You Haven't Seen The Worst Of Extreme Flooding [PRESENTATION]

floodCedar Rapids, Iowa, 2008

Photo: Flickr/ U.S. Geological Survey

Scientists have previously suggested that climate change leads to heavy rain and flooding. A new study provides more evidence of this link. The study, “When It Rains, It Pours: Global Warming and the Increase in Extreme Precipitation from 1948 to 2011,” analysed more than 80 million daily precipitation records from weather stations across the United States and found that extreme downpours are now happening 30 per cent more often nationwide than in 1948.

The alarming research suggests that humans curb emissions to hold off a public health crisis.

Nevertheless, there seems to be no chance of passing climate change legislation.

A warmer atmosphere evaporates water more quickly and holds more moisture, which increases the frequency and intensity of the biggest rain and snow storms.

Large rain or snowstorms that happened once every 12 months, on average, in the middle of the 20th century now happen every nine months.

New England has experienced the greatest change – the frequency of intense rain or snowstorms nearly doubled in Vermont and Rhode Island, and more than doubled in New Hampshire since 1948.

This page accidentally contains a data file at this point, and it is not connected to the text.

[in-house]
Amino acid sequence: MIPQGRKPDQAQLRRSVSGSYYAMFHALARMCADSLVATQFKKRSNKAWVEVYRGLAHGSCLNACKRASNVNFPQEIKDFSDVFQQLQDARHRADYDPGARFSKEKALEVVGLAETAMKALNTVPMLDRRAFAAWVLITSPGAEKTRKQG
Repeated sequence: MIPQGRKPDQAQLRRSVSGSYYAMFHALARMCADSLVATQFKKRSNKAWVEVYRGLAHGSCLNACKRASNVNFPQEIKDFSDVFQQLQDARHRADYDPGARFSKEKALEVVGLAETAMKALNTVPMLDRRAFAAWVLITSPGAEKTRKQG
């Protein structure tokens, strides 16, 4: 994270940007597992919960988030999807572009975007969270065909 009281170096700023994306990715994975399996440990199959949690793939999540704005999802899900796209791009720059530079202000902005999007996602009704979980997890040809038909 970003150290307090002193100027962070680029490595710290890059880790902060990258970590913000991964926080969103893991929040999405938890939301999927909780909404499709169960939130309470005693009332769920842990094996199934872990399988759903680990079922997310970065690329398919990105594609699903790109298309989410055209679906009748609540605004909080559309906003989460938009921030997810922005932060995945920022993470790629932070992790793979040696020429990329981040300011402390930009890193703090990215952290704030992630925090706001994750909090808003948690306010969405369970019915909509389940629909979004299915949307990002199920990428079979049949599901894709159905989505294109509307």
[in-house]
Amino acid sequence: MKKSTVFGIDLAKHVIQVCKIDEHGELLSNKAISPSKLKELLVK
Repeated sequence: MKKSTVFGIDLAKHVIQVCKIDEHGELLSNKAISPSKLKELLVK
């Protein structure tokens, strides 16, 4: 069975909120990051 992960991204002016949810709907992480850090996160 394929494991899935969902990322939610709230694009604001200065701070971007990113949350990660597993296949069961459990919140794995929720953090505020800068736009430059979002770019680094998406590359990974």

And the largest annual storms now produce 10 per cent more precipitation on average.

The very largest storms are growing faster than all other storms – that is, the most extreme weather is becoming even more extreme.

This trend will continue, but the amplification of effects will depend on the amount of pollution from the combustion of fossil fuels.

The biggest effects from higher emissions will be increasingly larger and more intense superstorms.

Without significant action to reduce global carbon emissions, the water cycle will accelerate further as the average temperatures in the U.S. rises by as much as 10° F by the end of the century.

Scientists contend that climate change will lead to the breakdown of ecosystems.

NOW WATCH: Briefing videos

Business Insider Emails & Alerts

Site highlights each day to your inbox.

Follow Business Insider Australia on Facebook, Twitter, LinkedIn, and Instagram.